Roll Perception Plus Awareness: Monsters and Magic and the Old School Renaissance
In the endless new iterations of Dungeons and Dragons, version changes have often been an inescapable, fresh start from scratch. These radical reboots have not always been welcome, especially if beloved or appreciated aspects of previous editions get lost in the struggle, or new aspects are not welcome. Wizards get endless uses of spells now? Everyone roughly does the same amount of damage? I can just buy magic items from a list on the Players Handbook? Why do I have powers that refresh after every ‘encounter’? These changes were not always welcome.
In 2007, the OSRIC (Old School Index and Resource Compilation) was created. The stated goal of the OSRIC was to compile and bring together rules for old-school style fantasy gaming and to reproduce Dungeons and Dragons style rules from the 1970’s and early 1980’s, without the baggage, or the copyrightable elements of those old rules. Thus the Old School Renaissance, the OSR was born. As such, the Old School Renaissance has produced a sheaf of OSR games of various stripes and types. Too, if one takes 3rd Edition Dungeons and Dragons as your baseline, rather than 1st Edition, one might consider the successful and burgeoning Pathfinder Roleplaying Game to be an example of the OSR phenomenon as well.
One of the most recent roleplaying games in this OSR subgenre is Monsters and Magic, an OSR game from Sarah J. Newton’s Mindjammer Press. Newton is a prolific designer of roleplaying games and a science fiction author as well. [Disclaimer: I had the honor to participate in the working group for Monsters and Magic, and this gave me an inside seat on design decisions and ideas for the game.]
Monsters and Magic, at first glance, looks much like other OSR games. The usual six stats: Strength, Intelligence, Dexterity, Wisdom, Constitution, and Charisma — running from 3-18. Elves, Dwarves, Half-Orcs, Gnomes. Clerics, Fighters, Magic Users, Thieves. Magic Users are fragile and only have a few hit points and no spells they can use every turn. Even the line art in the PDF has that white box D&D sort of feel.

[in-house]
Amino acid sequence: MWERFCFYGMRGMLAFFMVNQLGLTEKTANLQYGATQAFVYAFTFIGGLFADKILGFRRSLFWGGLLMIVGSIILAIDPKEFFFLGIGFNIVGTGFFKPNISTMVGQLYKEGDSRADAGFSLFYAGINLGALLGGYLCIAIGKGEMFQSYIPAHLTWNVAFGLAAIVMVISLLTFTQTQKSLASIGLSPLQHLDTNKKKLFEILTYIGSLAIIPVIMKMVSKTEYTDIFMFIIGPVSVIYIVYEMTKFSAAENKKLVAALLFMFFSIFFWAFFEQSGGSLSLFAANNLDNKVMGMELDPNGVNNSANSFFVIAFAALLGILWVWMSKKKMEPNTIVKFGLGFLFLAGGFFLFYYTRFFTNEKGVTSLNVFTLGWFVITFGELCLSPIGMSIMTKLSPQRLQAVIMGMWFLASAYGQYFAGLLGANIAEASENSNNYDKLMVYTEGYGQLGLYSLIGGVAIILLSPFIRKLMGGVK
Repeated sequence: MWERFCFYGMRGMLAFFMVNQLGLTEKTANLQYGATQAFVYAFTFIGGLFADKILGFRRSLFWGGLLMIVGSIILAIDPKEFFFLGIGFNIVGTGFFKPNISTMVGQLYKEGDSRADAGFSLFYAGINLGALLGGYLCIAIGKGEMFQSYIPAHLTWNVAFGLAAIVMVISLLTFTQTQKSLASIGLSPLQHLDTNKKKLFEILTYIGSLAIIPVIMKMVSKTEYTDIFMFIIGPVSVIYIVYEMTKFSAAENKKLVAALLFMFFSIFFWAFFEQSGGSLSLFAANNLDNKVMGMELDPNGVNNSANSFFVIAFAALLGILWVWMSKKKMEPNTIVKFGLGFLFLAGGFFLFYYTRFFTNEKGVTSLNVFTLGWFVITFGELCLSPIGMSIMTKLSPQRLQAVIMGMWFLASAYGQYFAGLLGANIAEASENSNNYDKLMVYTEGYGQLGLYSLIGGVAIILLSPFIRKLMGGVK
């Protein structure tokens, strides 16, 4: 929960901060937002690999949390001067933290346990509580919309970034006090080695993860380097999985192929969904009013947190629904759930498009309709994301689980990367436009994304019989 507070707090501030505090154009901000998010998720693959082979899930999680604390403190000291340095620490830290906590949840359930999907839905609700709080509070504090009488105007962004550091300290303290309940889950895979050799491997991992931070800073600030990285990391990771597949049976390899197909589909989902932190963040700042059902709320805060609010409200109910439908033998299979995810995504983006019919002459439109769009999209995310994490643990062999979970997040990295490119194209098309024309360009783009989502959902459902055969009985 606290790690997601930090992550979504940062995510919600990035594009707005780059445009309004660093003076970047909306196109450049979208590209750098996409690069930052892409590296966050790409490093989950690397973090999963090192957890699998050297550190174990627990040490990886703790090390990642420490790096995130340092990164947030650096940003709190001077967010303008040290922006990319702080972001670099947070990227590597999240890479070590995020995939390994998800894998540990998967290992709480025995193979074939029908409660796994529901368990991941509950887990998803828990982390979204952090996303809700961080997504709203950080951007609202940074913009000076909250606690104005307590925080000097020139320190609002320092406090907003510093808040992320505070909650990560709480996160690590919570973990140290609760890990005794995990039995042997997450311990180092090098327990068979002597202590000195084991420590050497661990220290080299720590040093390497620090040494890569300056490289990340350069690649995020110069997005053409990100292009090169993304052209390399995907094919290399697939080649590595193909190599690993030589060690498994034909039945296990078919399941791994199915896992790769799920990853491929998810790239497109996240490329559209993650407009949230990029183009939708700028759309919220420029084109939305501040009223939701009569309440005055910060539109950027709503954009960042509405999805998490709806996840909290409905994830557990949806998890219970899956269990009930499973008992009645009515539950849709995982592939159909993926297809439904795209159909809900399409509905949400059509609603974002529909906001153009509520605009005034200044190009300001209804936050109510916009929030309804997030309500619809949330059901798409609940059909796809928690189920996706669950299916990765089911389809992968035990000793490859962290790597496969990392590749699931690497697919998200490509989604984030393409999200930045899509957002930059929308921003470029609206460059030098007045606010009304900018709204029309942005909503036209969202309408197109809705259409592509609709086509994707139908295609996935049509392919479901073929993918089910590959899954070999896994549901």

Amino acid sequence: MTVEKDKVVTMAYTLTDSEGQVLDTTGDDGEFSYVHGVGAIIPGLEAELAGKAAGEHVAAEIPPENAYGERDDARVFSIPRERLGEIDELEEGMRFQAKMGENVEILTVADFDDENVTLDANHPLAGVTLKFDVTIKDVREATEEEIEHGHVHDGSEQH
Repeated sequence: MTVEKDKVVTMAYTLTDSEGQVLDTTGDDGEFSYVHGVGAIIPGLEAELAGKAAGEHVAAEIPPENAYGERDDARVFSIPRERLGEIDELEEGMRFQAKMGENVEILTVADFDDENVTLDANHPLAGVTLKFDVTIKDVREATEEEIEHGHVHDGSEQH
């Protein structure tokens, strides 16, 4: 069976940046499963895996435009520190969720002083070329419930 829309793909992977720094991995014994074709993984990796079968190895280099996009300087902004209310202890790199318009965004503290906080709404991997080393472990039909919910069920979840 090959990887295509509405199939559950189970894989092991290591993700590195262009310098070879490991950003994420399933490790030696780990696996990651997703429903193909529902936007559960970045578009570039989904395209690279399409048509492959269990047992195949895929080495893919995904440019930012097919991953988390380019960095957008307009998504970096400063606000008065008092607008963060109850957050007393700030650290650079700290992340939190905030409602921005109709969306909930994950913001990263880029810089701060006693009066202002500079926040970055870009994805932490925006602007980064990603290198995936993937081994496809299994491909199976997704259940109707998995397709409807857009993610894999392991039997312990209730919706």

If you look closer and dig into the rules, and you find that there is far more interesting things afoot. Monsters and Magic, rather than just being just a straight clone, has some innovations of its own, and ideas from much more modern games. No d20’s, here, you roll 3d6 instead to do everything, leading to a more bell shaped probability curve and less “swingy ness” in player rolls. Characters have traits rather than lists of skills and abilities they can bring to bear. Hitting that orc really well with the sword gains you effect points to use to make combat turns much more interesting than “I bash the orc for 6 points of damage”.
Characters and monsters have both physical and mental hit points. Monsters are given motivations and actions as guides to the GM for what they might and can do besides simply rush the PCs. Dryads, for instance, have the motivations Protect home tree, Protect the forest, Drive away intruders and have actions such as Charm interloper and Move between trees. Much more interesting than just having her stab a PC, no? These additions, inspired by recent games like FATE and Heroquest keep the rules relatively light, and amazingly fun in practice.